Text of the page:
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There are delicate social and political considerations to balance with the necessity of life – by killing a pirate patrol, Gargantia automatically sends a message to other pirates that they are strong and willing to fight back. This in turn presents a target for retribution, and the pirates must reassert their control by using Gargantia as an example of what happens when they are defied. The presence of weapons is out of necessity, and as Bellows points out, they act as another tool to negotiate with, but they do not actively go looking for fights. Obviously the presence of guns, gunboats and other forms of weaponry means that they are used, but this is largely seen as the last resort, with the city fleets holding weapons incase they need them, rather than owning weapons so that they can use them. Which is where their attitudes towards weapons differ from Ledo’s – to him weapons are merely another tool, the use of weapons and the constant warfare that he has lived through clearly mean that the idea of not using overwhelming force is as alien to him, as he is to the people of Gargantia. Admittedly, this notion killing as a taboo, and weapons only existing as another form of negotiation is mere sophistry and entirely illogical. In fact, as we see later in episode three, the pirates aren’t afraid of using their weapons and charge headlong into a battle that they think can easily be won. The people of Garganita obviously fight back with as much force as they can manage, thus demonstrating that in many respects they are similar to Ledo, although his situation was infinitely more extreme.

I must admit that this scene did slightly derail the series, with a sudden lecture on the nature of humanity that didn’t really fit in with the whole aesthetic of the series. While it might have been an interesting point, it arguably wasn’t necessary since we could already tell this from the shocked looks on the members of Gargantia. It was out of place and slightly hurt episode three, although it was only a very small moment, and luckily there was enough after that made up for it. Where Suisei no Gargantia shines is showing the clash of cultures and the effort that Ledo must make in order to live amongst the members of Gargantia. He has to learn a completely different set of social norms and attitudes, while also reigning in his destructive power for the sake of their peace and safety. He might have the ability to wipe Gargantia, and the pirates from existence, but in doing so he would label himself, and those he aids as a force to be reckoned with, and create a target for retribution and vengeance. He also has to come to terms with a different method of survival, and while the people of Gargantia still fight on a daily basis, it is a different form of fighting, and one that doesn’t always involve the use of deadly and overwhelming force. There are subtleties in this new life that he clearly doesn’t understand, and even simple phrases such as ‘Arigato’ make no sense to him. The series has so far excelled in demonstrating the clear gap between his life and the life of those around him, reinforced through the language barrier and differing attitudes towards fighting and killing. I do like this aspect of the series, it is neither too serious, nor too carefree, and instead it is a series about differences and everyday survival.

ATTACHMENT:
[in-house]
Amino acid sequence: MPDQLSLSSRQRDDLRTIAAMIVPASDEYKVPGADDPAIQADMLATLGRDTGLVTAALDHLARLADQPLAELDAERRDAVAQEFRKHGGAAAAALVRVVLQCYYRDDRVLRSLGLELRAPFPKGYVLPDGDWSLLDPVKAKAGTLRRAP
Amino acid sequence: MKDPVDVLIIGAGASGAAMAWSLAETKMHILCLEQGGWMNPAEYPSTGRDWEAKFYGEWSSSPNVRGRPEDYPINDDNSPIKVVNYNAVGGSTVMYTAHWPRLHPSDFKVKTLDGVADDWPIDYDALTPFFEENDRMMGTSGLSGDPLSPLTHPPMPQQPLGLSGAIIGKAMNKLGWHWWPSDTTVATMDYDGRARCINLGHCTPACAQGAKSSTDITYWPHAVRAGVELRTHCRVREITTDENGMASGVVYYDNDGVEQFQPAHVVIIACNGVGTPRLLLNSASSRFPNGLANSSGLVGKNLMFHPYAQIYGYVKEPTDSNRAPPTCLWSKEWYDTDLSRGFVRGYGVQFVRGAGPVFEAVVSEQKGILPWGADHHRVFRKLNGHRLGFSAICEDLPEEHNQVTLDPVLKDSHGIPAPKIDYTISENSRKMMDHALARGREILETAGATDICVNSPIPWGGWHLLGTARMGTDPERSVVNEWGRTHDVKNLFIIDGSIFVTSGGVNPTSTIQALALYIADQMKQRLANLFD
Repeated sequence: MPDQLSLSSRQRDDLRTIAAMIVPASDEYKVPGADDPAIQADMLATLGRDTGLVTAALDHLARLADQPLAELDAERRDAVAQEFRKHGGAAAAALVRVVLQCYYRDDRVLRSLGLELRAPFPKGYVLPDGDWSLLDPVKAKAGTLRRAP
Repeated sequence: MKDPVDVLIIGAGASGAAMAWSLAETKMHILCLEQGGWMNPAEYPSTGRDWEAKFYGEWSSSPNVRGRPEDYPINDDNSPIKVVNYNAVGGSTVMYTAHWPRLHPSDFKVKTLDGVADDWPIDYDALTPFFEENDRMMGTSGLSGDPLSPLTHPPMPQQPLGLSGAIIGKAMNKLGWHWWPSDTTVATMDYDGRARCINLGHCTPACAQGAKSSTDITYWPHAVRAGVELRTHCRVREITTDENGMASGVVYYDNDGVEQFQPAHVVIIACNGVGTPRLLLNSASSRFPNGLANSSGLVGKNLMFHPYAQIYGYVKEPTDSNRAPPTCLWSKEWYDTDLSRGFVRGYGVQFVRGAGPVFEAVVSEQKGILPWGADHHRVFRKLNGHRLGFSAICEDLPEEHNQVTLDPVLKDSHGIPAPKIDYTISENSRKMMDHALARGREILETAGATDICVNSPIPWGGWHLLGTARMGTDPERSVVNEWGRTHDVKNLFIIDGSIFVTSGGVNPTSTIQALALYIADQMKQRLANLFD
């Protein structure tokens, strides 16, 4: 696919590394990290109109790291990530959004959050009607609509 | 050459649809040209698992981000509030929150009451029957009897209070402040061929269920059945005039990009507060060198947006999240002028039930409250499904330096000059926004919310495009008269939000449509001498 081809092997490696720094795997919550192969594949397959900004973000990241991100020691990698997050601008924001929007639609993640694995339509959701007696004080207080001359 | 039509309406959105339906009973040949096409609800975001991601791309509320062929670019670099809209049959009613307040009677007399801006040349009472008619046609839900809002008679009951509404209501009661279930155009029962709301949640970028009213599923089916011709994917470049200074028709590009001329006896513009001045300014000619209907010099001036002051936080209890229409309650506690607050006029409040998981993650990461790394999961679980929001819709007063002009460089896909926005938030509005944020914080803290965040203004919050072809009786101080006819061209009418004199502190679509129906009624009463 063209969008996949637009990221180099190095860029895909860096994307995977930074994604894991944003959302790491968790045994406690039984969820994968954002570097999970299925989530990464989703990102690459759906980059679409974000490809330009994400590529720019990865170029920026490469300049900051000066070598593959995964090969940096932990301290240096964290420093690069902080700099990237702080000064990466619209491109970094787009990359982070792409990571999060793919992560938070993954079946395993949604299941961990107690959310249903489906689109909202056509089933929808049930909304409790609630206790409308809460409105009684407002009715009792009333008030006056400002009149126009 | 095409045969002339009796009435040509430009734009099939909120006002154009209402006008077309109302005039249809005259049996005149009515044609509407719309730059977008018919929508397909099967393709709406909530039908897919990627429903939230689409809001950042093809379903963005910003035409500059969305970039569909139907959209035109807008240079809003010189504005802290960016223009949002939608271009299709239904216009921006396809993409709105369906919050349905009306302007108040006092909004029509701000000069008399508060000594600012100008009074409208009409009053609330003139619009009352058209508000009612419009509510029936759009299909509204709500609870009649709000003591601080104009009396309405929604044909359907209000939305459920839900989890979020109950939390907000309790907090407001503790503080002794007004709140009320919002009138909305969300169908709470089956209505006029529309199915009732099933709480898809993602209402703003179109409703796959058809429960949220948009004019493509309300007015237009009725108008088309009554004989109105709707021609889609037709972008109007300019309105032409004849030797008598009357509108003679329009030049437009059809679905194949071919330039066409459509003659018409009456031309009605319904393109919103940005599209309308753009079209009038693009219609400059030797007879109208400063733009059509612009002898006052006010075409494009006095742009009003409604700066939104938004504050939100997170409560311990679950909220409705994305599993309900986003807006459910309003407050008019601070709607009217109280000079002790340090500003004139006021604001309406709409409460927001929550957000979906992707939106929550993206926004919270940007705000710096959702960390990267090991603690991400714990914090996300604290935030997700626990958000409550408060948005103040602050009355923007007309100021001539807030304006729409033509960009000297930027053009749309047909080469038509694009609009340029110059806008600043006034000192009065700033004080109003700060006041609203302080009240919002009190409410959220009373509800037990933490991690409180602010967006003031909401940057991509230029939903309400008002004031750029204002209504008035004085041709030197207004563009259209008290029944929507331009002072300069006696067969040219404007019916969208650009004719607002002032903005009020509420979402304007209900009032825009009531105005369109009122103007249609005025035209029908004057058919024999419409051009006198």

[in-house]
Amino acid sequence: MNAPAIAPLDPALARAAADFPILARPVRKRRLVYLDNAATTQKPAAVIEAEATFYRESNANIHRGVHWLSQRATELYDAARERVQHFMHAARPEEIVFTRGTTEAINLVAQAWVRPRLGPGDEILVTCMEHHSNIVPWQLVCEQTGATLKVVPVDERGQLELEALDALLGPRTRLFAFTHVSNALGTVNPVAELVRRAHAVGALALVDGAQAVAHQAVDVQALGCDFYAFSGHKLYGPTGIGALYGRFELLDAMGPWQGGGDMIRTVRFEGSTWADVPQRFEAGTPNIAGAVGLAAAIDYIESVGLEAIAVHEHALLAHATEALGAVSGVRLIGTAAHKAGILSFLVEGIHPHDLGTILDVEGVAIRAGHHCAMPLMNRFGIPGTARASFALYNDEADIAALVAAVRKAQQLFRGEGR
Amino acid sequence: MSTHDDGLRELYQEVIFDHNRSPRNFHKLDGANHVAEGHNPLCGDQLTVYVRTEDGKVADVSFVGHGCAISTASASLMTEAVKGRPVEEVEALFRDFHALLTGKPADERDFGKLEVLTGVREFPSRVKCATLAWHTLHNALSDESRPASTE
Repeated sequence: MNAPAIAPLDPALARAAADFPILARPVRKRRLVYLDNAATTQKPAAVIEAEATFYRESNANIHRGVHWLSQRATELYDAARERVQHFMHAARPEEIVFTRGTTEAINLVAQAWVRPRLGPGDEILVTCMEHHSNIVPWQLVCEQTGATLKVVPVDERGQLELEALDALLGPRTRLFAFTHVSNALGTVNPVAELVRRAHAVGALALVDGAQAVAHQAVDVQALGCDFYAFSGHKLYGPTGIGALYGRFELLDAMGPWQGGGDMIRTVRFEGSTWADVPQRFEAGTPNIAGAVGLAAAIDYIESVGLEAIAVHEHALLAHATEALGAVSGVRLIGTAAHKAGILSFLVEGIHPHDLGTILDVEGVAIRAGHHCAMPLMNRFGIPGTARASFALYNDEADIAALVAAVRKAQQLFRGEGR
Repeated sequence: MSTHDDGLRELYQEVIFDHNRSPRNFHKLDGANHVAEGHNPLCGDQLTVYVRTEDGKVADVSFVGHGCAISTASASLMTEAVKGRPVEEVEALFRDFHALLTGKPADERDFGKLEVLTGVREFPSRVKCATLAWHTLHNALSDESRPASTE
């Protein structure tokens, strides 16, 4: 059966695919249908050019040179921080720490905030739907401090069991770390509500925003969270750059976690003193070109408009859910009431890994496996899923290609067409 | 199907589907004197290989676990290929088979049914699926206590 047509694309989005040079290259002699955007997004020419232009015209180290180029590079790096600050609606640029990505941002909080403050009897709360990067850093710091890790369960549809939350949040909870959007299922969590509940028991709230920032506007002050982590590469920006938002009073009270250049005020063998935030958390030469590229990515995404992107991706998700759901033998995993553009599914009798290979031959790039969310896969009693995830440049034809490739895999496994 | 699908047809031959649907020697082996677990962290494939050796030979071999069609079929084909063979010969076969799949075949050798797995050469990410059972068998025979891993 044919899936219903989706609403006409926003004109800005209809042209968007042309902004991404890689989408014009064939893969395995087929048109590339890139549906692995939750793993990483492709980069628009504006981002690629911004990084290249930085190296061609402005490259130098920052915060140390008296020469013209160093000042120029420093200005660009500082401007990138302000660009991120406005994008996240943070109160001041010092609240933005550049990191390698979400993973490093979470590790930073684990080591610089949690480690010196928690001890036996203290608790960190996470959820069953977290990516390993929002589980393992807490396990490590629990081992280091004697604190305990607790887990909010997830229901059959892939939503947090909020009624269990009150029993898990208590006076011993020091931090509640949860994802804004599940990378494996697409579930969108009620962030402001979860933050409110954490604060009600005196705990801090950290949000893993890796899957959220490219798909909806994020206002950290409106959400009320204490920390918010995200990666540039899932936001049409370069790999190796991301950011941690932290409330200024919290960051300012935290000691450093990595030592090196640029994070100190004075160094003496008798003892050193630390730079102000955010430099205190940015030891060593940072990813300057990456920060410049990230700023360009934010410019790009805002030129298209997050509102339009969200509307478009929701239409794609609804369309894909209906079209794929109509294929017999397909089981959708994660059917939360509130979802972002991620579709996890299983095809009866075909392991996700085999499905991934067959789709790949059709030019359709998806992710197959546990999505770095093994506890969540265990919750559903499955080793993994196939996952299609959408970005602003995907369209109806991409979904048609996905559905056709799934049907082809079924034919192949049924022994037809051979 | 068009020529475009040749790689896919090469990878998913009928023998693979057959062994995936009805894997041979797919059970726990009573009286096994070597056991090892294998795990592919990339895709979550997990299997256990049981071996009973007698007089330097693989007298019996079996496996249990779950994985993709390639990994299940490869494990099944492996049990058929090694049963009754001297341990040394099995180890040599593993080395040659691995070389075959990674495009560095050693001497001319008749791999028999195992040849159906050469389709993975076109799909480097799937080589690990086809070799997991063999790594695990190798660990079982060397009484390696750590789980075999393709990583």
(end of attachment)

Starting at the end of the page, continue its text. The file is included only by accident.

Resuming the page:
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About illogicalzen
An Illogical anime fan in a very Zen-like way.